Does your pet leave piles of hair behind everywhere he or she goes? Although all dogs and cats shed, excessive shedding may be a sign of a health problem or a grooming issue. Fortunately, shedding ...View Article
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Posted on 11-10-2014
1. What is diabetes mellitus? Diabetes mellitus is a condition caused by a lack of insulin action, which makes a pet unable to use glucose for energy. This increases weakness, hunger, thirst and urination.
2. How do pets get this disease? Diabetes in pets is similar to type 2 diabetes in humans. It is associated with excess body weight, genetics and a sedentary lifestyle.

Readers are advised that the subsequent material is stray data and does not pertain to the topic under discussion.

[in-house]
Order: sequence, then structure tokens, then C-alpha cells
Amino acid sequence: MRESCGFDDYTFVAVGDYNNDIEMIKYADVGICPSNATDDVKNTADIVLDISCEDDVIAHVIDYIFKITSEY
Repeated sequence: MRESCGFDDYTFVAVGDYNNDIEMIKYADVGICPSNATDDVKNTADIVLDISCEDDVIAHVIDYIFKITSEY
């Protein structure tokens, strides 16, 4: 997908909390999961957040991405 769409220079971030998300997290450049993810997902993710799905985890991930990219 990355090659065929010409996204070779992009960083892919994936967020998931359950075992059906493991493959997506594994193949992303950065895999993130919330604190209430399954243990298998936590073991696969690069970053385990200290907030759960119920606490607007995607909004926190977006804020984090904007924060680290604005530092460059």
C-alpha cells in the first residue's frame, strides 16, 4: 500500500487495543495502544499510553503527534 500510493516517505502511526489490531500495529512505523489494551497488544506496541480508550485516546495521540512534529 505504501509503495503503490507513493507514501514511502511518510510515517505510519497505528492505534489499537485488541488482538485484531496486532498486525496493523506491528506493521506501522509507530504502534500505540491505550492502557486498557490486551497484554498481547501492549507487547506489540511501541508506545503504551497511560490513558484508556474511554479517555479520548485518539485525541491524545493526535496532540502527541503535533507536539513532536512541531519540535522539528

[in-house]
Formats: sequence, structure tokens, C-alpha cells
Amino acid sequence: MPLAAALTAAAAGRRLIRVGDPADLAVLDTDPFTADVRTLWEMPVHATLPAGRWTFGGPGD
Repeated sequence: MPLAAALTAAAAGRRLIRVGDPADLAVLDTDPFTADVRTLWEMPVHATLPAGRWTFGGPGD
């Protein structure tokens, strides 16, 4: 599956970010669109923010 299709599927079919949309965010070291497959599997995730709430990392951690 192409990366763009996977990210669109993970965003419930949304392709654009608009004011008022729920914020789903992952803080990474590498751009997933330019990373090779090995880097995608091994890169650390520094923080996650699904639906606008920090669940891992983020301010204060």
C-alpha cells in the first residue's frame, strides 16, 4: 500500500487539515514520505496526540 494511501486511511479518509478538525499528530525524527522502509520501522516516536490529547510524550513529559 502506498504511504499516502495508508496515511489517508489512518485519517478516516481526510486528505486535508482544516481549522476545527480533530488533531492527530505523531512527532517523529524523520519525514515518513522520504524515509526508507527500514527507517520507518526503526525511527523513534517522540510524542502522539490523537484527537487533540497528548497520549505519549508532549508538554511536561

3. How do you treat diabetes mellitus? Most pets are treated with 2 insulin injections per day. The syringe and needle used is tiny and pets accept the injections readily. Cats typically change to a low carb, high protein canned diet, while dogs change to a higher fiber dry food.
4. How do I monitor my diabetic pet's health? Initially, diabetic pets need regular veterinary monitoring. Your observations of your pet's health in conjunction with blood testing help ensure the most effective treatment. Weekly monitoring is frequently needed initially but once the proper dose of insulin is achieved, monitoring only every 6 months is needed.
5. Will my pet have other health problems? Diabetic pets can lead a great life with insulin. They are prone to urinary tract infections and they also have a higher occurrence of pancreatitis. Routine veterinary monitoring helps catch problems early to minimize their impact.
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